It's no secret that the College of Eastern Utah (CEU) has been struggling financially, but with millions of dollars in budget cuts, belts have tightened considerably. One area of the college hardest hit is the Western Energy Training Center (WETC).
In the past WETC as an institution has cost about a million dollars per year to run, but with funding sources drying up, CEU is looking for ways to trim the budget, and as a result the training center has lost many of its offerings.
However, according to Dennis Dooley, the manager of WETC, "weactually have a greater list of offerings this year than we did last year. We have added many new OSHA mandated classes," he wrote. Although the facility will be open for upcoming classes, the more distant future is still unclear.
"The industry (energy) has fewer training dollars and we've talked with a couple of groups so that we can continue offering some of our programs out there, but we're still in early discussions and nothing's been put in writing," said CEU interim president Mike King.
Originally the WETC was started with a federal grant from the Department of Labor for $2.7 million which was intended to keep the institution going until it could become self sustaining. However when the money ran out the state legislature stepped in and gave WETC a one time $600,000 to continue. However, due to financial constraints the legislature declined to give any money during its last session.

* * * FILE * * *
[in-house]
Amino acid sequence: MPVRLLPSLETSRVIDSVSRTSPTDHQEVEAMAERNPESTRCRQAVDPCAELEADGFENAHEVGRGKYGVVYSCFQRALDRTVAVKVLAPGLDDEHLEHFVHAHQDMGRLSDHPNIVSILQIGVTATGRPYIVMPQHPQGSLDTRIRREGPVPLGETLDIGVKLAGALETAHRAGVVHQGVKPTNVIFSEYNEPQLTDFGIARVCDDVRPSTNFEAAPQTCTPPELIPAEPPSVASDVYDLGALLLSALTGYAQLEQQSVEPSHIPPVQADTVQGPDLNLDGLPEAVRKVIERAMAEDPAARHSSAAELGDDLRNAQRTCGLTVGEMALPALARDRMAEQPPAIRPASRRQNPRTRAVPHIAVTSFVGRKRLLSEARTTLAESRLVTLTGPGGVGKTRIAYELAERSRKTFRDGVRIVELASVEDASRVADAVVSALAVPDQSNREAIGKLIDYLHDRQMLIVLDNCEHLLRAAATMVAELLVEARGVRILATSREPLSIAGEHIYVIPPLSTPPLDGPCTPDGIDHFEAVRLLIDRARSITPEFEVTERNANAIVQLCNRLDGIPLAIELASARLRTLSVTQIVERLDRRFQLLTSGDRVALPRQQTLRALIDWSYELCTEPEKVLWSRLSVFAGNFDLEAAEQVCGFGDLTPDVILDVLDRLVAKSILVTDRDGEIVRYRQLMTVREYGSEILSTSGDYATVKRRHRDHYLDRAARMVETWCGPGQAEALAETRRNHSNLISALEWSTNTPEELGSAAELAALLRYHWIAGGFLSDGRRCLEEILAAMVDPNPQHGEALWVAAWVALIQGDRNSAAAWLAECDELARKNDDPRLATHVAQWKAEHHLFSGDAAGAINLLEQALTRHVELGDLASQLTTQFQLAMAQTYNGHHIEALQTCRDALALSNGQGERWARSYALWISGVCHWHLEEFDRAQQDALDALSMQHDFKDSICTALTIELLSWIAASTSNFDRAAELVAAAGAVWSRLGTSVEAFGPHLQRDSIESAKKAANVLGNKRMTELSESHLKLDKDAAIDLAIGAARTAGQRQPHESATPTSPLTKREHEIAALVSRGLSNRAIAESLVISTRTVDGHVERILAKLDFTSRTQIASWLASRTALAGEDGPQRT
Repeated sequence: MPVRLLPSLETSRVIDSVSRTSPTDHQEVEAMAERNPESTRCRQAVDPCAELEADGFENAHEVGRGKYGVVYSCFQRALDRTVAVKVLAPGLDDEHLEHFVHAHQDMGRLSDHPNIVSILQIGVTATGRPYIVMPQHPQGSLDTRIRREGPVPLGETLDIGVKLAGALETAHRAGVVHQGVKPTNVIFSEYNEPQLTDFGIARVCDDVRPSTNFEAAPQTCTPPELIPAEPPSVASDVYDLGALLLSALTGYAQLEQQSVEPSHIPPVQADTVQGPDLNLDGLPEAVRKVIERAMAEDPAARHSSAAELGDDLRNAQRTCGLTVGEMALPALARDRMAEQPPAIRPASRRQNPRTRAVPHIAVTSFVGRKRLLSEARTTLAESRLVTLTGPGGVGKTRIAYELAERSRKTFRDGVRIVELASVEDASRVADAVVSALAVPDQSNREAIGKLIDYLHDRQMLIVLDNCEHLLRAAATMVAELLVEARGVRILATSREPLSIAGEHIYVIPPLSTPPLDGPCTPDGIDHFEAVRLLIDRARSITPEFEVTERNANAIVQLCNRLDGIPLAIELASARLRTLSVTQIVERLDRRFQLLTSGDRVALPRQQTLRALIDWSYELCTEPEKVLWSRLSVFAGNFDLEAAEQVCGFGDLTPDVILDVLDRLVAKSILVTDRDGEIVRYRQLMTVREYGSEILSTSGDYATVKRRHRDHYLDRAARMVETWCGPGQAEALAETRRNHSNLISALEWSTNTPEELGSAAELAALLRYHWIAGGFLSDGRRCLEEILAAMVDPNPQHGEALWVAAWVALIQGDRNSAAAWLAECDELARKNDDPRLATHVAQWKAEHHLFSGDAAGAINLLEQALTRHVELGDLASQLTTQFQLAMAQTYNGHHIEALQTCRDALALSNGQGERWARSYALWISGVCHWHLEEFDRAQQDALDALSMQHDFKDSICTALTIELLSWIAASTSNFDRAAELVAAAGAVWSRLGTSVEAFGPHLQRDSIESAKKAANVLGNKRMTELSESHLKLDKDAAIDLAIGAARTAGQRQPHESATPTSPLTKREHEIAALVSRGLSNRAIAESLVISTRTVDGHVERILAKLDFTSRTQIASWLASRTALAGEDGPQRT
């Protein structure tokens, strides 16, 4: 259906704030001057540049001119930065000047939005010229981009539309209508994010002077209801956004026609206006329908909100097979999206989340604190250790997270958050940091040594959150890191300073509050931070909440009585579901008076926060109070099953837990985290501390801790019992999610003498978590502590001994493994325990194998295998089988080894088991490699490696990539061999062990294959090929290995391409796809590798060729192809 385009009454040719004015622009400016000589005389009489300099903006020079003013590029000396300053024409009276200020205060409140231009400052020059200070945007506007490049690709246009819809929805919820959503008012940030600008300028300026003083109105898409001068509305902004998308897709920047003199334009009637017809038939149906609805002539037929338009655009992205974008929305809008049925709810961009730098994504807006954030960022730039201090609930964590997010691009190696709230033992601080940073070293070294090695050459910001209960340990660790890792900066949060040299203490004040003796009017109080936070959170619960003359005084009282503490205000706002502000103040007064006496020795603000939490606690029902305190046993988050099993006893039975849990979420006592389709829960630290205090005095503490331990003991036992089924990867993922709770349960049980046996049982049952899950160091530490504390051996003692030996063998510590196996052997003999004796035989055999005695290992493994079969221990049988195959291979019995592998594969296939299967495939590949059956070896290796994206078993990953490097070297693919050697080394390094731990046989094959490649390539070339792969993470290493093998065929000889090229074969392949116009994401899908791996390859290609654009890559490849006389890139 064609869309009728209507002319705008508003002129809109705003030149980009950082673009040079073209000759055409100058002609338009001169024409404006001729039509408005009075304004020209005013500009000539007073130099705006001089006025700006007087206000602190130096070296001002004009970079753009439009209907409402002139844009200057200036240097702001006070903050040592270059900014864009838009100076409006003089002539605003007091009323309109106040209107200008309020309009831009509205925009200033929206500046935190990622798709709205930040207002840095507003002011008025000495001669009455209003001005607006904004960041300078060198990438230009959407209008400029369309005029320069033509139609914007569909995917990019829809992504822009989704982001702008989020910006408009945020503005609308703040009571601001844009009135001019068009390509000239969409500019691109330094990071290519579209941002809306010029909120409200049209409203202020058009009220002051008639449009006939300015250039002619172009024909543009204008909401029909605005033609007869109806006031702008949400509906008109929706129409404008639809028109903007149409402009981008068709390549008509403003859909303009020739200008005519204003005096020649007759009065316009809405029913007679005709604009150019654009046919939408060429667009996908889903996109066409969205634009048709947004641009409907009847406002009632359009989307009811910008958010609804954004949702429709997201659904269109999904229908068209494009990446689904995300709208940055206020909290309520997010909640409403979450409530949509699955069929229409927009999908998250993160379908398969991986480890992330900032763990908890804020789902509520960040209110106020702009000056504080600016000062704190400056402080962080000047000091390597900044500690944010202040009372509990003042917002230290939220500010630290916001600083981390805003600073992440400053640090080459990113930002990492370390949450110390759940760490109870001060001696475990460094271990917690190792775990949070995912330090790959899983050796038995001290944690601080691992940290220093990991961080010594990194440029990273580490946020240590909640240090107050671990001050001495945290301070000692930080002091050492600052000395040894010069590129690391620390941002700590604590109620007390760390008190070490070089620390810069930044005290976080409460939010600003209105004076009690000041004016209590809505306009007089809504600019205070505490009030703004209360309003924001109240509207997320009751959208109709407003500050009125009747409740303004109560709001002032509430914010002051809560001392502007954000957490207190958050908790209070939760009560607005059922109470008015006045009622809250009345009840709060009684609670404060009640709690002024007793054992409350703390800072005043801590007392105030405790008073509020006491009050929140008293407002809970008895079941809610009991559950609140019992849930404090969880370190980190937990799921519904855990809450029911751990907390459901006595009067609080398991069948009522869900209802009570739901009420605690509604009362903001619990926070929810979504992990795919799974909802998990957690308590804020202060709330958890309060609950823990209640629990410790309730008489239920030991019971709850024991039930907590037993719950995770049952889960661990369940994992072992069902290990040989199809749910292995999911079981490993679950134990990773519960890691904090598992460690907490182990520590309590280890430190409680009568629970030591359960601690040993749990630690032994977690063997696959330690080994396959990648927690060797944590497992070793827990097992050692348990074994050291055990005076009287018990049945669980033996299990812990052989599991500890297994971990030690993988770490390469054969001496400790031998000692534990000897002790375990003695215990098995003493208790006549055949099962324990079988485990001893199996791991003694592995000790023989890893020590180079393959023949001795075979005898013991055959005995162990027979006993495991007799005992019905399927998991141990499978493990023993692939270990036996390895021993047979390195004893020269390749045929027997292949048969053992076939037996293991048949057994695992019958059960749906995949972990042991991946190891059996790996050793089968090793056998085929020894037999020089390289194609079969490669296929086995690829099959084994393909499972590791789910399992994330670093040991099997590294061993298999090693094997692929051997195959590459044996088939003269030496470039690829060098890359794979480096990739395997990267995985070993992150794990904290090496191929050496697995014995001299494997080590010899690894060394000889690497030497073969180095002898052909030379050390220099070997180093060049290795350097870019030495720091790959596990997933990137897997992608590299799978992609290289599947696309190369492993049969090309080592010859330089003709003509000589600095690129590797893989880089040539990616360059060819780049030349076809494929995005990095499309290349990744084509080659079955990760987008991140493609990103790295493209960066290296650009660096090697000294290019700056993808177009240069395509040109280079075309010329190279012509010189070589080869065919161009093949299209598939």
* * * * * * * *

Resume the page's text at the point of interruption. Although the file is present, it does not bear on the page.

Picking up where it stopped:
"We did not receive any additional funding from the state to help support the center, so what we've been relying on is money from the courses as well as existing grants," said King
Most courses at WETC focus on energy related training such as safety or technical specifications, but according to King it largely depends on what is demanded by the industry.
Another factor that could shape the future of WETC is the Utah State University merger. CEU may be in in the middle of a $14 million budget cut, but USU is also experiencing its own budget difficulties.
At the moment the center is applying for various grants and partnerships with industry groups, but at the moment nothing is set in stone. However new programs are expected to come from the USU merger, but it is still unclear about how WETC will be involved because its technical orientation differs from that of USU.
WETC might only be four years old, but its service to Carbon County's energy industry has been substantial. With looming budget cuts and an uncertain future the center could be further scaled back.
"We hoped it would be self sustaining by the time the grant expired, and it's really just a function of the economy because there's just no money. We're struggling, but we've also had a lot of people working really hard," concluded King.